David Millhauser (1892-1992) worked as a reporter for the Baltimore American.  Bits and pieces in our collections indicate that he covered political and industrial news around the city.  For example, here’s his U.S. Customs “Pass to Piers, Waterfront or Vessel” from 1918, listing his occupation as “newspaper reporter” and his employer as C.C. Fulton Co., the owner of the American.

Scan of customs passport

Donated by Richard Millhauser. JMM 1991.133.1

Pearl White filmed a now-lost movie, “Mayblossom,” at Carrollton Hall (Howard County, Maryland) in 1916.  On July 3rd of that year, she was photographed and interviewed at Baltimore’s Hotel Kernan by unnamed representatives of the Baltimore American; her photo appeared in the paper on July 4th, and a longer interview was published on July 9th.

Scan of newspaper image of Pearl White.

“Popular Movie Actress Here. Miss Pearl White, the daring and popular Pathé star, who is in Baltimore to take the leading role in a picture to be staged here. The photograph was taken in front of the Hotel Kernan yesterday afternoon by a member of the Art Department of The American.” From The Baltimore American, July 4, 1916, accessed at the Enoch Pratt Free Library.

Though the July 9th article – which consists almost entirely of Miss White’s own words, detailing her poverty-stricken background, her adventurous career, and her refusal to divulge her age – is unattributed, the source interview on July 3rd coincides neatly with the date noted on the photo given to Millhauser; unless there was some other way he elicited her life story on a Monday in Baltimore, I presume that he was the American’s interviewer.

Was a chat with an actress something of a departure from Millhauser’s regular beat? Based on the cursory nature of the article’s descriptions – Miss White is noted simply as “wearing a big blue hat fastened under her chin with a rubber band” – I’m inclined to think this kind of gossipy publicity piece wasn’t really in the author’s line. We’ll have to do some more research in the American’s archives to find out for sure… but in the meantime, there is one more connection to be made with Baltimore’s movie history.  In the 1910s David’s father Moses Millhauser owned the Elektra, a movie theater on North Gay Street in Baltimore.  The whole family, including David, took part in the theater’s operation, from managing the lobby to providing voiceovers for the silent films on the screen. Perhaps this connection is what garnered Millhauser the assignment of interviewing one of the most popular movie stars of the day. Whatever the reason, thankfully he held on to the personalized photo for many years, until it eventually made its way to our archives – providing just a hint of adventure and glamour to those who stumble upon it.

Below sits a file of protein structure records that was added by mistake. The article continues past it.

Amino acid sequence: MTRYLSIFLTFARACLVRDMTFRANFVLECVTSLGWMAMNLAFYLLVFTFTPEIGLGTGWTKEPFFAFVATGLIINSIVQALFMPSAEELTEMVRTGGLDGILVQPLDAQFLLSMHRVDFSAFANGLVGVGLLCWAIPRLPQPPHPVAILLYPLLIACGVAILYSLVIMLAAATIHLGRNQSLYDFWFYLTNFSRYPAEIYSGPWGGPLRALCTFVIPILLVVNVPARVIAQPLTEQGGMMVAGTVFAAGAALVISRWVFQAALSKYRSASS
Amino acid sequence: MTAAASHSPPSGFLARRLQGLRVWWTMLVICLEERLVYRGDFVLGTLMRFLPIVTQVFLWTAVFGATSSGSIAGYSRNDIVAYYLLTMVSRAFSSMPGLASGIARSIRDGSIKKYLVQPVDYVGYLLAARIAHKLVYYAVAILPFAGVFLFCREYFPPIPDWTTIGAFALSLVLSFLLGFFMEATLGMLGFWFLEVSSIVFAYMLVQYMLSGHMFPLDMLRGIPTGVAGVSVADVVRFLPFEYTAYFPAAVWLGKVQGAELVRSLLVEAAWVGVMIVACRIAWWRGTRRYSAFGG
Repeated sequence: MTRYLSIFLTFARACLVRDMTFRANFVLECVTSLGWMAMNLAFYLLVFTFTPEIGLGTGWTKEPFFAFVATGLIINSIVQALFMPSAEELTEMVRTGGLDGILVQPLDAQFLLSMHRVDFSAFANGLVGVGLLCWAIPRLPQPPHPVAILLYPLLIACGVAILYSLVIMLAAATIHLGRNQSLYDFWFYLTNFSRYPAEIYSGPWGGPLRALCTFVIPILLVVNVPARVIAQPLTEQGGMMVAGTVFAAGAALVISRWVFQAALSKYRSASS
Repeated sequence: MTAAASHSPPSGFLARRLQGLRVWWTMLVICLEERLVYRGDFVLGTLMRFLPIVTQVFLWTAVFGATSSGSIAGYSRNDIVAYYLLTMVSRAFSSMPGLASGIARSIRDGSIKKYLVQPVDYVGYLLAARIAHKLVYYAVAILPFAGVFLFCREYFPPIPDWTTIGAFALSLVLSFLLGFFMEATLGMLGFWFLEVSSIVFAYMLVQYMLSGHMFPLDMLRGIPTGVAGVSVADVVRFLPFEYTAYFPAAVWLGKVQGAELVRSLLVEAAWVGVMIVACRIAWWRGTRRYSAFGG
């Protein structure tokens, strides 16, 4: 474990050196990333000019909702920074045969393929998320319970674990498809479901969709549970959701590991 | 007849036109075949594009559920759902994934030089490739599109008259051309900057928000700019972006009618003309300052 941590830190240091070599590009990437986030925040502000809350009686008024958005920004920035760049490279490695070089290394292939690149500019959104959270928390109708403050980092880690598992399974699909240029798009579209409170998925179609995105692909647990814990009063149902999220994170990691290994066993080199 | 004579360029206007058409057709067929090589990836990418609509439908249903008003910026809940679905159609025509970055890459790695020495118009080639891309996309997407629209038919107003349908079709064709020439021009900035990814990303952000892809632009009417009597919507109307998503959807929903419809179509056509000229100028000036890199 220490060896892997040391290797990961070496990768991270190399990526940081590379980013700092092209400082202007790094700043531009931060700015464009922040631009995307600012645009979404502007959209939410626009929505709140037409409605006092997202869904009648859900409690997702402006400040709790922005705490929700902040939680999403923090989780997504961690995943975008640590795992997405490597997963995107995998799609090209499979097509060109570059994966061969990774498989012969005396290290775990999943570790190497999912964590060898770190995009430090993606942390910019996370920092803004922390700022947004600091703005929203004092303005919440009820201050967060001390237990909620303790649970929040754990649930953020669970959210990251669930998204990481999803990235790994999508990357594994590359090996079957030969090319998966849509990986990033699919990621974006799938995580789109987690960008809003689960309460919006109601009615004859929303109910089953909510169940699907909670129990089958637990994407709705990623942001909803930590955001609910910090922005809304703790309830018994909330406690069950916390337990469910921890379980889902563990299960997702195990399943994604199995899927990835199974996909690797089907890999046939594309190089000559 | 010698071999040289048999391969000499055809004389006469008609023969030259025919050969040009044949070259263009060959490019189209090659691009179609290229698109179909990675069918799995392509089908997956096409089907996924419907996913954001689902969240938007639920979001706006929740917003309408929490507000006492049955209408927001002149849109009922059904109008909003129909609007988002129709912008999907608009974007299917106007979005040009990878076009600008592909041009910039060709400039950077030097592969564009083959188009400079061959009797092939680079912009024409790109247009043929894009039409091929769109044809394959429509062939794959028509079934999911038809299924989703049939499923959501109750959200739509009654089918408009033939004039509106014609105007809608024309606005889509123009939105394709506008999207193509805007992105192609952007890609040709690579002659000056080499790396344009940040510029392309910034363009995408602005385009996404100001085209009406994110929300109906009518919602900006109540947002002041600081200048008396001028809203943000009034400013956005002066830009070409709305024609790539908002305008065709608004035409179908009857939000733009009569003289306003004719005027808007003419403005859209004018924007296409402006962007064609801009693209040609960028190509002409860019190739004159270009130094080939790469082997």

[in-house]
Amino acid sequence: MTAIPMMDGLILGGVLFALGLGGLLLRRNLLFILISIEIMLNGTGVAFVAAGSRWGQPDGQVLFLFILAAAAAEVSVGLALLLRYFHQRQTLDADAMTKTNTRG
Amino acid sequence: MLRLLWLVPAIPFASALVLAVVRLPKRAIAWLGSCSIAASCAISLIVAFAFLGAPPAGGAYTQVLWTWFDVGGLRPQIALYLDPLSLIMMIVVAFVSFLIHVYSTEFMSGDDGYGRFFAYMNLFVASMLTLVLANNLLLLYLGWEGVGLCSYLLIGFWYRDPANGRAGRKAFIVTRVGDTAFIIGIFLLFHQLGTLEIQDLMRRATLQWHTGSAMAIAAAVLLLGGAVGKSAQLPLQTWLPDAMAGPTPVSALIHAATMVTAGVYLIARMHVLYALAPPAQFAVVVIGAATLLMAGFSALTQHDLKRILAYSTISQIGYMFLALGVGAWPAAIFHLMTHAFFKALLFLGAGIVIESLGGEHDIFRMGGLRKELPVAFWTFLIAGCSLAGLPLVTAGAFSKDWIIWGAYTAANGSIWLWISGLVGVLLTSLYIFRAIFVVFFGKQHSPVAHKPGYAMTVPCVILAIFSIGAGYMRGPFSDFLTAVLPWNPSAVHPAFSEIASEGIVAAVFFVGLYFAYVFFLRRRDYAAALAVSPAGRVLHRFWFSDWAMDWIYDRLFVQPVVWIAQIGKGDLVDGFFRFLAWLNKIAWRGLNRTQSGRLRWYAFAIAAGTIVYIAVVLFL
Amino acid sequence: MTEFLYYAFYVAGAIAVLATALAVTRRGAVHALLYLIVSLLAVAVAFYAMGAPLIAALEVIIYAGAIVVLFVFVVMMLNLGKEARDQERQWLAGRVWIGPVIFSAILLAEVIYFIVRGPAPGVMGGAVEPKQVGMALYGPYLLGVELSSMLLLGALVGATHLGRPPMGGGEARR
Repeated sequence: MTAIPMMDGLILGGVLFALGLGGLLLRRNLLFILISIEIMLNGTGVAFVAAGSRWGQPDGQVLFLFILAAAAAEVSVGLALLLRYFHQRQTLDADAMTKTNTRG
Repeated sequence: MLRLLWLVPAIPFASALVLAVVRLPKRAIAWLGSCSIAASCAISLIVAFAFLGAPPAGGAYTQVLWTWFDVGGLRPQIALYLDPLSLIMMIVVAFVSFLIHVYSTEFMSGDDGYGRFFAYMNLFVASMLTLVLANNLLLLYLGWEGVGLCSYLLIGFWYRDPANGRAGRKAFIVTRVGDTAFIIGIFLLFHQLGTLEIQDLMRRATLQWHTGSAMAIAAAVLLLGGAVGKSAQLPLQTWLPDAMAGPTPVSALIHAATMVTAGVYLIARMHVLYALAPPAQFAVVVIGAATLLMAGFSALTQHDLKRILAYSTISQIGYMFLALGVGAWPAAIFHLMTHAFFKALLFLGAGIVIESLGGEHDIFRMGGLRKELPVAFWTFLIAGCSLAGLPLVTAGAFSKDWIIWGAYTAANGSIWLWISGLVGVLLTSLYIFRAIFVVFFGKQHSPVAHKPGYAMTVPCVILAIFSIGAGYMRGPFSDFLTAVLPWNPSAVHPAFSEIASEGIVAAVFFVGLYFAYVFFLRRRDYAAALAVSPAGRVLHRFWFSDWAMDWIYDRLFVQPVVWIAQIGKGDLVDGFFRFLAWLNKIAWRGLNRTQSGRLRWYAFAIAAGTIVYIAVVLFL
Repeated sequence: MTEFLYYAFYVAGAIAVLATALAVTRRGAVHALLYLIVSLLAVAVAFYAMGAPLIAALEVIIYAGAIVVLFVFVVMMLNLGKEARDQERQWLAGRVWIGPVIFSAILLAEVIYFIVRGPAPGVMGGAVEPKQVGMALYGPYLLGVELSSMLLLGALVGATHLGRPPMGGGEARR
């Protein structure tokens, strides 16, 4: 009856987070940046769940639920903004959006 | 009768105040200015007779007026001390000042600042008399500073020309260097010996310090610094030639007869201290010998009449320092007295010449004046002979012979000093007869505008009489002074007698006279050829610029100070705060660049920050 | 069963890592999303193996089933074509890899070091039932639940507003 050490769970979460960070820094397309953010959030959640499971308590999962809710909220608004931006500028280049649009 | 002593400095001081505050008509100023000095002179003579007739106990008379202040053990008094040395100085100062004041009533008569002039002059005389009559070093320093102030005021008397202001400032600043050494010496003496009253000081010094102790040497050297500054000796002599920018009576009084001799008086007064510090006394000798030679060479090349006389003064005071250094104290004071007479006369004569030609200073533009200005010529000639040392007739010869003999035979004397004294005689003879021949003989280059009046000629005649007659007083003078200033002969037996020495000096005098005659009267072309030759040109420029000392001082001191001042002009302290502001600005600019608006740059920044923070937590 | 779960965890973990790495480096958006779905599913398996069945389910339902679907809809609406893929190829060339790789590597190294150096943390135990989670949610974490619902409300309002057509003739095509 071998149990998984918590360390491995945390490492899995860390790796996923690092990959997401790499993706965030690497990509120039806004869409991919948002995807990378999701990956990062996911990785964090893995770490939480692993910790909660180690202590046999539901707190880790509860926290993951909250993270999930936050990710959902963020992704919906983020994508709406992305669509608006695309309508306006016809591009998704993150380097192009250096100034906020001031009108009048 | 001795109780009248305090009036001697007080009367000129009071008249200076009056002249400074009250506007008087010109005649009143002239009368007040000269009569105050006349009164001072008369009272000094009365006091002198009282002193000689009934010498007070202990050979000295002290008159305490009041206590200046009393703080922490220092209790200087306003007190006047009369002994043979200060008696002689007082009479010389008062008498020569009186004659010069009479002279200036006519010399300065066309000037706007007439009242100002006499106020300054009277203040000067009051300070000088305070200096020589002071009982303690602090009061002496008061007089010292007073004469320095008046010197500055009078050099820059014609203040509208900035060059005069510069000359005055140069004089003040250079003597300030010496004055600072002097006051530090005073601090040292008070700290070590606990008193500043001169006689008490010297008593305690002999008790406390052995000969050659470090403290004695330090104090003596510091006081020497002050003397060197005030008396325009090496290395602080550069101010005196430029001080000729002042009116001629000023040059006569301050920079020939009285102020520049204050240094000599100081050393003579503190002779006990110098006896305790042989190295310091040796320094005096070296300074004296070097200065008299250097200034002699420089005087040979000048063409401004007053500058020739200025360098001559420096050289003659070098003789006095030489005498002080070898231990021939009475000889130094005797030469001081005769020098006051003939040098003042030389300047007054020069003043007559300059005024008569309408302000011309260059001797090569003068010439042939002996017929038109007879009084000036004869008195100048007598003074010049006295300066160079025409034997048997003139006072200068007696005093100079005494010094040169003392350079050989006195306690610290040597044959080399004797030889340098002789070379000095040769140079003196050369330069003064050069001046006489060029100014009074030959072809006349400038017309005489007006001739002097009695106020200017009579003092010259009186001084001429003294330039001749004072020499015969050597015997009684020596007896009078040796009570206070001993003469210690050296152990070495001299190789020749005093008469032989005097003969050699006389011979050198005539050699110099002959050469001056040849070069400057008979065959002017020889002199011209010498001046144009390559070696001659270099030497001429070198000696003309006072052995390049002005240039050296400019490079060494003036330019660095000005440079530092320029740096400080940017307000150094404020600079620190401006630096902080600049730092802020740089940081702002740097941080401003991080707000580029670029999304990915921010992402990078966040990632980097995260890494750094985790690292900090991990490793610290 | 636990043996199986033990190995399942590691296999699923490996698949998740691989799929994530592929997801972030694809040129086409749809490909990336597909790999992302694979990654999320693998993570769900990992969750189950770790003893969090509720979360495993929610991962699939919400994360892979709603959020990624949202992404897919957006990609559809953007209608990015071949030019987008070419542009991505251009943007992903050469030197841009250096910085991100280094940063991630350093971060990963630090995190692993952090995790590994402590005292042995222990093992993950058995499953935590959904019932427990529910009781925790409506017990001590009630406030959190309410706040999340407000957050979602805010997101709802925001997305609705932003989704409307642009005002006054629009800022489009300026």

Entrance of the Cinema Judaica exhibit

The fanciful façade of Moses Millhauser’s Elektra Theater greets visitors to “Cinema Judaica”, open through September 6, 2015 at the Jewish Museum of Maryland. Photo by Will Kirk.

JoannaA blog post by Collections Manager Joanna Church. To read more posts by Joanna click HERE.

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Once Upon a Time…12.19.2014

Posted on August 18th, 2015 by

The Baltimore Jewish Times publishes unidentified photographs from the collection of Jewish Museum of Maryland each week. If you can identify anyone in these photos and more information about them, contact Joanna Church at 410.732.6400 x236 or email jchurch@jewishmuseummd.org

1996026366Date run in Baltimore Jewish Times:  December 19, 2014

PastPerfect Accession #:  1996.026.366

Status:  Identified! Speakers at Ner Tamid Greenspring Valley Synagogue, circa 1975. Left to right: 1) Rebbitzen Nachama Leibowitz 2) Rabbi Herschel Leibowitz 3) EITHER Joe Omansky (8 respondants) OR Cantor Arthur Schulman (6 respondants) 4) Arnold G. Cohen

Special Thanks To: Dr. Kaplan; Carol Zimmerman; Rita G. Chapin; Harry Chase; Warren Sollod; Max Jacob; Julian Cohen; Ruth Greenfield; Marilyn Yuman; Harry Raschbaum; Marvin Glass; Eileen Lesser; Leia Schwartz; Joyce Franklin; Arnold Goldberg; Bob Steinberg; two anonymous callers